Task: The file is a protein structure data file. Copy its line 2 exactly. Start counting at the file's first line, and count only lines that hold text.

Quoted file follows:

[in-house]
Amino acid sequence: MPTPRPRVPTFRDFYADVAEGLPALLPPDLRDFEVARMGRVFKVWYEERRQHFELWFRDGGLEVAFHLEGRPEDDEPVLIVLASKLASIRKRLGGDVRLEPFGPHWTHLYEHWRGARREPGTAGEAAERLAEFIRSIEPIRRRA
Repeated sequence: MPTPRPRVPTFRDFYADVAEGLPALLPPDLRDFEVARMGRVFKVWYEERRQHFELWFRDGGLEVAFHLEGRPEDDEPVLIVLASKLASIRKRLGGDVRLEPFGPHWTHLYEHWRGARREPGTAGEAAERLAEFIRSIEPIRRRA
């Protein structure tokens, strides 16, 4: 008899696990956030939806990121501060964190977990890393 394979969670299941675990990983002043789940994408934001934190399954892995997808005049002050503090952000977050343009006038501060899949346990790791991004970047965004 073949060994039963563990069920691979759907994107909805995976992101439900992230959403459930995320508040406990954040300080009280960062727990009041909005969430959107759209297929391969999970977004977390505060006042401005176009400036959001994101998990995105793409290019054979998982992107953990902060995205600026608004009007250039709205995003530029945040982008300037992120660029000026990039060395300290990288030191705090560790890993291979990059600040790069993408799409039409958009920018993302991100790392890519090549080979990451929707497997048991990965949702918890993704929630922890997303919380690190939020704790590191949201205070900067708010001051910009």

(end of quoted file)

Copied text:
Amino acid sequence: MPTPRPRVPTFRDFYADVAEGLPALLPPDLRDFEVARMGRVFKVWYEERRQHFELWFRDGGLEVAFHLEGRPEDDEPVLIVLASKLASIRKRLGGDVRLEPFGPHWTHLYEHWRGARREPGTAGEAAERLAEFIRSIEPIRRRA